Why small changes to the language around addiction are so enormously important
'Addict' label lowers self-esteem, adds to social isolation, prevents people from getting needed care
This column is an opinion by Dr. Laura MacKinnon, a primary care physician working in Vancouver's Downtown Eastside and in Northern B.C., and a research fellow with the B.C. Centre on Substance Use. For more information about CBC's Opinion section, please see the FAQ.
One of my patients recently refused to go to the hospital for a life-threatening infection, stating "I don't want to go to [this hospital] because they treat me like I'm just an addict there."
She is a loving mother of four and proud grandparent of three. She is a resilient survivor of intimate physical violence, and currently employed as a peer support worker, helping others in her community prioritize their mental and physical health. And she developed an opioid use disorder after she suffered an accident and was prescribed opioids for chronic pain.
I'm a family doctor who works primarily in Vancouver's Downtown Eastside, a vibrant neighbourhood that is notorious for high rates of poverty, drug use, and mental illness. And I've learned that language carries a lot of weight.
My favourite poster in our clinic space reads, "Label jars not people." I love this poster, because it highlights the importance of language.
The word addict is ubiquitous in our society. It can be used to describe our strong inclinations or repeated actions of devotion to anything, from working out and social media, to pizza and coffee. Additionally, it's used for behaviours that are detrimental to a person's wellbeing, such as gambling. And to describe a person who has a tolerance to and dependency on substances such as drugs or alcohol.
The way we speak to and about people who use drugs makes a difference in their outcomes, because language perpetuates stigma. And the word "addict" can be highly stigmatizing for people who are struggling with substance use.
The word "addict" itself is not bad, but used in specific contexts, it can be quite hurtful. I find the prolific use of the word addict in the media to be quite disheartening, as it normalizes harmful language.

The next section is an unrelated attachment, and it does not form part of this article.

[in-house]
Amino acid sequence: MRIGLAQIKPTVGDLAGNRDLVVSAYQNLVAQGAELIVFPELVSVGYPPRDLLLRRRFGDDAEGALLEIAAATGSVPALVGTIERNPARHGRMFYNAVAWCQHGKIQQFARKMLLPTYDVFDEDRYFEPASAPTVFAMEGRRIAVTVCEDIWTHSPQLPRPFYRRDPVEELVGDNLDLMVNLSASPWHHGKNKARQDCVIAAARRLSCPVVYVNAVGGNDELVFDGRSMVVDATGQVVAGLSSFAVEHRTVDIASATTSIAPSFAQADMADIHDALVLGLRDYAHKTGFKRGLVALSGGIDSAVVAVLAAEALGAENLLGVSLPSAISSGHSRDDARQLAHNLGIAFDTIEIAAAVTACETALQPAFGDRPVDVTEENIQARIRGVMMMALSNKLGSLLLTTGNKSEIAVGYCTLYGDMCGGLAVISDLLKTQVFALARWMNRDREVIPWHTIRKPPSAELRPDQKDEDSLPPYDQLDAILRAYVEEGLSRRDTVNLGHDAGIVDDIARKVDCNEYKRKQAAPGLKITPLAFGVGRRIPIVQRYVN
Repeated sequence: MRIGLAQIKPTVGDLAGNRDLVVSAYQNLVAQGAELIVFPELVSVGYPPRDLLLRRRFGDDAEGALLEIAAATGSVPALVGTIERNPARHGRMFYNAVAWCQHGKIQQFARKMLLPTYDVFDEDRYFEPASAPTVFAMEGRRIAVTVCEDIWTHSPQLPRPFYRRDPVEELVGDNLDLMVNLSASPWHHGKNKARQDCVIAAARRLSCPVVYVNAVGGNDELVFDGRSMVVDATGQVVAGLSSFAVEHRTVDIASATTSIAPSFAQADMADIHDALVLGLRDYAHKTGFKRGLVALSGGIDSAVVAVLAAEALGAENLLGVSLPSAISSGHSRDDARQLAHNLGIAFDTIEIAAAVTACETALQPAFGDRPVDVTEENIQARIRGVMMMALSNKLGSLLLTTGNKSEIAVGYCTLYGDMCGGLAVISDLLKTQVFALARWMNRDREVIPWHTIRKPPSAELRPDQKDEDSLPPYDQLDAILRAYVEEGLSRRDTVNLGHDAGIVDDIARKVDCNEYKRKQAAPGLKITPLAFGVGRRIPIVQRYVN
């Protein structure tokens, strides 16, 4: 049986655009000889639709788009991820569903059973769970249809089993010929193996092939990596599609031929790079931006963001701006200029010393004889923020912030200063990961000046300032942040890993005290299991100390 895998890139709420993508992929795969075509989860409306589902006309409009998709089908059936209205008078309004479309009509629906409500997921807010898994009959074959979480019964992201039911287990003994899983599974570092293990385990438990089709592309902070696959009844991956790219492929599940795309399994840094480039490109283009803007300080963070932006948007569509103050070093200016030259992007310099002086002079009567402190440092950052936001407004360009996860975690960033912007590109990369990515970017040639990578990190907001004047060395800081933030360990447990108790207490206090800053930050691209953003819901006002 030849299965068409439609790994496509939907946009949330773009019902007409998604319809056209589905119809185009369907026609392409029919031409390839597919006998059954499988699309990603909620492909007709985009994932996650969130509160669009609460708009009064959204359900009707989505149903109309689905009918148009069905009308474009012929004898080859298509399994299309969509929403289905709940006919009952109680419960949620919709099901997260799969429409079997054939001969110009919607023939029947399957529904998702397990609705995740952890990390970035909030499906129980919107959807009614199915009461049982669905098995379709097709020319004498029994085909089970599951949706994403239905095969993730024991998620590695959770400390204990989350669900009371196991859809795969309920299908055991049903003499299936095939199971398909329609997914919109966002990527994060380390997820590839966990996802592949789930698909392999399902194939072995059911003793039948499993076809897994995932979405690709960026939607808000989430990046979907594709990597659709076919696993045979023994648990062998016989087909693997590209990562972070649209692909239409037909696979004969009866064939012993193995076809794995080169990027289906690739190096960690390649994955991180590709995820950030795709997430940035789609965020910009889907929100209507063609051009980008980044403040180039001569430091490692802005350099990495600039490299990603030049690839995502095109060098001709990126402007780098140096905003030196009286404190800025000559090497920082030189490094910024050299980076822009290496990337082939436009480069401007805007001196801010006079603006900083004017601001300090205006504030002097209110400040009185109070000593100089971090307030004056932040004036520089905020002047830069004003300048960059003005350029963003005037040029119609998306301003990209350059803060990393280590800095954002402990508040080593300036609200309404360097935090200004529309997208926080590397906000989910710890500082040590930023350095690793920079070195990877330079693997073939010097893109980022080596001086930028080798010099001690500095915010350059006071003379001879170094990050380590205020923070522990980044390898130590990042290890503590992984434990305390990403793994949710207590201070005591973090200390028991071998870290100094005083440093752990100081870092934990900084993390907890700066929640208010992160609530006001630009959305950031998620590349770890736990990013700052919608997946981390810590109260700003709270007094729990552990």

From my experiences working with people with substance use disorders, this label lowers self-esteem, contributes to social isolation, and can prevent people from getting needed care.
Some patients have described strained social relationships, for example, afraid that their loved ones see them as "just an addict," or not wanting to reach out to family or friends for fear of being dismissed for their addiction.
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In other words, stigma is a strong force that can drive people who have substance use disorders further into their addiction by interfering with their ability to ask for help, to heal, and move forward with their lives.
Substance use disorders
There is an increasing understanding that substance use disorders are chronic, relapsing-and-remitting medical conditions. It's generally accepted that people should not be defined by their medical conditions, so we need to think about the language we use to describe those struggling with substance use disorders.
People-first language is not a new concept; it has made its way into society's consciousness and is reflected in everyday language as well as in the media. We no longer label people as autistic, handicapped, or psychotic — rather, people are referred to as having autism, disabilities, or psychosis, respectively.
So why hasn't people-first language been extended to people who use drugs?
People with substance use disorders are often highly marginalized and are some of the most vulnerable citizens in Canadian society. But addictions to opioids, alcohol, stimulants, and other substances affect people of all backgrounds, and no-one is immune to either the direct or indirect impacts of substance use in our society. We are currently experiencing a national opioid crisis which has had a devastating toll on thousands of Canadian families, front-line workers, and our health care system.
In my experience working with folks who have substance use disorders, no two patients are the same. Each person has a unique story; they are children, parents, grandparents, siblings, partners, and friends.
They deserve to be regarded with respect as a person.
Hence, we should describe people as having addictions or substance use disorders instead of labelling them by their medical condition.
It may seem like a small distinction, but it's one that can make an enormous difference to peoples' lives.
While there's still a very long way to go in health care with respect to appropriate language surrounding people with substance use disorders, at least there's some awareness and effort being made to change the way we speak to and about people who use drugs.
Canadians need to reflect on the way language shapes our view of others, and be aware of the repercussions of harmful language. People in positions of influence in our society — such as the media, educators, health care providers, public servants, and loved ones — need to alter the ways they speak and write about people who use drugs, and end the stigma.